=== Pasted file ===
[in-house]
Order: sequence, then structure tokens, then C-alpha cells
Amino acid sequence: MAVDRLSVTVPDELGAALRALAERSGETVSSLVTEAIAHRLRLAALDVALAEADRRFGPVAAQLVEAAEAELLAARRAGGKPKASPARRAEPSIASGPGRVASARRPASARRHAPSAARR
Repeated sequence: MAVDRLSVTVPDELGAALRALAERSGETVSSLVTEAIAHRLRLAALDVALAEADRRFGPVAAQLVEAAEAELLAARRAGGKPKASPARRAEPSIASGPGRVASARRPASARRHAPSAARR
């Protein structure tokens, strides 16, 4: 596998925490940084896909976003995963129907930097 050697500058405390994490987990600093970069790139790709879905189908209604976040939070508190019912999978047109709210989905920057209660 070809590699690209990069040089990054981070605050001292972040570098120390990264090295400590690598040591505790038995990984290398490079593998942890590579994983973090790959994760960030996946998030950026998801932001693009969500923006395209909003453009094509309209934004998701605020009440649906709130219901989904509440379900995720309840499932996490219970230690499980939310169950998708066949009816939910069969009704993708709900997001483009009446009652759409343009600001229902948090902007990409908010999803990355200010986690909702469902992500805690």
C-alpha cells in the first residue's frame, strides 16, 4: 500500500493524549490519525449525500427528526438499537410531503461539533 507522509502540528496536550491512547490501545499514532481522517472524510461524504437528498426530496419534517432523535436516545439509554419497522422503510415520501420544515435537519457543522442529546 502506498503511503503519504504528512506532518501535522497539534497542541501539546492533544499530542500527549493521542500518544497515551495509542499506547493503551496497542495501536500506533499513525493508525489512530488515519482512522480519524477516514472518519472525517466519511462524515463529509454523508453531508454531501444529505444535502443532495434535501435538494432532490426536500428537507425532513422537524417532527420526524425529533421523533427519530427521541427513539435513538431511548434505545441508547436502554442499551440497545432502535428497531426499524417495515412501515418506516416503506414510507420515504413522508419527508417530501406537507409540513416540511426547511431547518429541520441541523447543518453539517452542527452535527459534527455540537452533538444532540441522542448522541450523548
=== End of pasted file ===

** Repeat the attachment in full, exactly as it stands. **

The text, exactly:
[in-house]
Order: sequence, then structure tokens, then C-alpha cells
Amino acid sequence: MAVDRLSVTVPDELGAALRALAERSGETVSSLVTEAIAHRLRLAALDVALAEADRRFGPVAAQLVEAAEAELLAARRAGGKPKASPARRAEPSIASGPGRVASARRPASARRHAPSAARR
Repeated sequence: MAVDRLSVTVPDELGAALRALAERSGETVSSLVTEAIAHRLRLAALDVALAEADRRFGPVAAQLVEAAEAELLAARRAGGKPKASPARRAEPSIASGPGRVASARRPASARRHAPSAARR
């Protein structure tokens, strides 16, 4: 596998925490940084896909976003995963129907930097 050697500058405390994490987990600093970069790139790709879905189908209604976040939070508190019912999978047109709210989905920057209660 070809590699690209990069040089990054981070605050001292972040570098120390990264090295400590690598040591505790038995990984290398490079593998942890590579994983973090790959994760960030996946998030950026998801932001693009969500923006395209909003453009094509309209934004998701605020009440649906709130219901989904509440379900995720309840499932996490219970230690499980939310169950998708066949009816939910069969009704993708709900997001483009009446009652759409343009600001229902948090902007990409908010999803990355200010986690909702469902992500805690």
C-alpha cells in the first residue's frame, strides 16, 4: 500500500493524549490519525449525500427528526438499537410531503461539533 507522509502540528496536550491512547490501545499514532481522517472524510461524504437528498426530496419534517432523535436516545439509554419497522422503510415520501420544515435537519457543522442529546 502506498503511503503519504504528512506532518501535522497539534497542541501539546492533544499530542500527549493521542500518544497515551495509542499506547493503551496497542495501536500506533499513525493508525489512530488515519482512522480519524477516514472518519472525517466519511462524515463529509454523508453531508454531501444529505444535502443532495434535501435538494432532490426536500428537507425532513422537524417532527420526524425529533421523533427519530427521541427513539435513538431511548434505545441508547436502554442499551440497545432502535428497531426499524417495515412501515418506516416503506414510507420515504413522508419527508417530501406537507409540513416540511426547511431547518429541520441541523447543518453539517452542527452535527459534527455540537452533538444532540441522542448522541450523548